Politicians visit Israel

October 11, 2018 by J-Wire Newsdesk
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Senator Jonathon Duniam (Liberal, Tasmania) and Dimitry Palmer, Vice-President of the NSW Young Liberal Movement, spoke about their experiences in Israel and the Palestinian Authority at an Australia/Israel & Jewish Affairs Council event in Sydney as part of AIJAC’s Rambam program.

Jeremy Jones, Senator Duniam, Colin Rubenstein, Dimitry Palmer, Glen Falkenstein

The start-up culture and innovation in Israeli society was especially striking to Senator Duniam. Israel, he said, is a country where “adversity is faced every day, yet in the face of that they can come up with these great ideas and search for and do wonderful things.” It’s a shining beacon of hope, and we have to do what we can to protect and support that.” Duniam also commented on the complexity of the issues he encountered and emphasized that the insights he gained from the trip will enable him to be a part of the discussion in the future.

Palmer brought his unique perspective as a young university student to the discussion and said the trip gave him a much deeper understanding of issues, including the ancient connection of the Jews to the land. He remarked that the trip “reminded me as well that Jewish people have lived in Israel for a millenia. They’re not a recent import.” He was struck by the openness to debate and religious pluralism of the “wonderful, vibrant, and flourishing” Israeli society. “I think the Israeli state has been a very good custodian for the shared religious sites, the holy sites, for all three Abrahamic religions,” he said. Australia, he added, could also learn a lot from Israel when it came to dealing with its drought-related issues.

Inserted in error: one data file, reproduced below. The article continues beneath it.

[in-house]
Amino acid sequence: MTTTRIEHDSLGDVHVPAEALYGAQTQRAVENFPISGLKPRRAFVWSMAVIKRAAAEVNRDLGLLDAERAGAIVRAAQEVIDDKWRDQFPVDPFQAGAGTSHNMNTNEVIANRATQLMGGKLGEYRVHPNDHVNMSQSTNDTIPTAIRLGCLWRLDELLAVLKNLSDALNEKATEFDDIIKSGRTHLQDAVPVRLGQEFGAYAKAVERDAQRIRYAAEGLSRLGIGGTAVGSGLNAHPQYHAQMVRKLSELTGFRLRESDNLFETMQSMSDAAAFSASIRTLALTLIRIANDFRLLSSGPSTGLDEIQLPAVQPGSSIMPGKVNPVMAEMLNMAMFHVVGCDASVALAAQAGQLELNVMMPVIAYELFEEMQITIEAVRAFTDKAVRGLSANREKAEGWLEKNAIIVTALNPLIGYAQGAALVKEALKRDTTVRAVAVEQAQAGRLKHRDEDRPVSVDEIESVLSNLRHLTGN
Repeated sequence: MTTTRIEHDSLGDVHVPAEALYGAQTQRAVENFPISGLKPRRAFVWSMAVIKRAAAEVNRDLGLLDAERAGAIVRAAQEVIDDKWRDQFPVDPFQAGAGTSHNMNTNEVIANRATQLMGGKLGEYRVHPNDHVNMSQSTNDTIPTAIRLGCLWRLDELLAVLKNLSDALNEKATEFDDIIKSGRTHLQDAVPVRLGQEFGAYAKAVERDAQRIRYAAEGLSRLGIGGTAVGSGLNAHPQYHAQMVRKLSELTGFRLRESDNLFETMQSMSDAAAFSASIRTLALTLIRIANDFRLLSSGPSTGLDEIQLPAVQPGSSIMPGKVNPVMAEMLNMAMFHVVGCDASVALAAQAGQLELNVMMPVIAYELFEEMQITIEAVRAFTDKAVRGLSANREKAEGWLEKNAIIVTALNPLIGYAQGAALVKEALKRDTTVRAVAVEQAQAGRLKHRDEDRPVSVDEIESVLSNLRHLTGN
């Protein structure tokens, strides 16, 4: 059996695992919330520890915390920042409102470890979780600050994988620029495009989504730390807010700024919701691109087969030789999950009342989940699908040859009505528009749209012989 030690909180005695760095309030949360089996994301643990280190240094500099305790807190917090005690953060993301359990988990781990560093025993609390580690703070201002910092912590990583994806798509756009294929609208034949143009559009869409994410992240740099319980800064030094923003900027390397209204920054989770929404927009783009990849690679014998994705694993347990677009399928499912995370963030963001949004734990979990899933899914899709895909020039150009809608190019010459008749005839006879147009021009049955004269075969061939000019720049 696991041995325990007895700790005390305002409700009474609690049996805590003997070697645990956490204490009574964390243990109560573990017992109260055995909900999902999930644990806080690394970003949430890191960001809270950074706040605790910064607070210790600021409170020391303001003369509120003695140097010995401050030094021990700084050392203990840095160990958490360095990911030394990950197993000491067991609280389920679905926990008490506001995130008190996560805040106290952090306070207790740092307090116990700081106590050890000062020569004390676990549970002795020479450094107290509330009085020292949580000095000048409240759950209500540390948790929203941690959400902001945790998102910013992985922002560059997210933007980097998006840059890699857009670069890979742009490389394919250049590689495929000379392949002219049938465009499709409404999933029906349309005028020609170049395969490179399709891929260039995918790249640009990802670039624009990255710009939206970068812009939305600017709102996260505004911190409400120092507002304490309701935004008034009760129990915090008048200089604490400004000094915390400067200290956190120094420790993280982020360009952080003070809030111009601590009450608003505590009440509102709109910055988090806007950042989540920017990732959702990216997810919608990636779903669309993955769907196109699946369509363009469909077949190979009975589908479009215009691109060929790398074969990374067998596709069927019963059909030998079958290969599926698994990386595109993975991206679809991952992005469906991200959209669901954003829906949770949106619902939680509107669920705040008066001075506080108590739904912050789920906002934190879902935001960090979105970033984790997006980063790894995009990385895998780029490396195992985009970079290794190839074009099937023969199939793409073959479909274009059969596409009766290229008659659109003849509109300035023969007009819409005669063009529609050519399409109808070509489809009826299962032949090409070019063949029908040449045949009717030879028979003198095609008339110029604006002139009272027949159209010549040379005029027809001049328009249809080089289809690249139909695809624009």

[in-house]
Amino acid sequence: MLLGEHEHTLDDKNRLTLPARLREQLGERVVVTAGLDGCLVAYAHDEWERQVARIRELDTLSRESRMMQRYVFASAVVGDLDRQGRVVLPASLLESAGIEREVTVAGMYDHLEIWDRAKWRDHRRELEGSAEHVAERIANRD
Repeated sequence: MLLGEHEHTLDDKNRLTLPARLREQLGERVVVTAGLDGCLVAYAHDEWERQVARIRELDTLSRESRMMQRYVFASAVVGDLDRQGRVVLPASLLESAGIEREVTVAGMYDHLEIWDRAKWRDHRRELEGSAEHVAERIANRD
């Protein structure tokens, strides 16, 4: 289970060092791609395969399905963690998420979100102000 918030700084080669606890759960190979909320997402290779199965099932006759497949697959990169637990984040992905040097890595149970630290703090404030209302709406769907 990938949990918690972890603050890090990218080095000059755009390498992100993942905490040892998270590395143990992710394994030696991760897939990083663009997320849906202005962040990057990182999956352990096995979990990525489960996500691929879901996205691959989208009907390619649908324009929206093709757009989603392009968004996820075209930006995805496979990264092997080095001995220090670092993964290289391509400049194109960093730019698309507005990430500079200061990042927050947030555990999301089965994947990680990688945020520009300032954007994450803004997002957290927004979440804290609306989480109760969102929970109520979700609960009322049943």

Both discussed the incredible resilience of Israeli culture and the tendency there to consider life in terms of moments rather than years and were very appreciative for the opportunity AIJAC gave them to delve into these subjects first-hand.

AIJAC’s Glen Falkenstein, who was on the study group that included Palmer, spoke of the vigorous debates that took place at each session and between the participants. Colin Rubenstein noted the importance of current and future policymakers seeing the country and examining the issues for themselves and Jeremy Jones concluded the event by observing the way the knowledge acquired by Rambam alumni about Middle East realities was invaluable for informed Australian political debate about pressing Middle East concerns.

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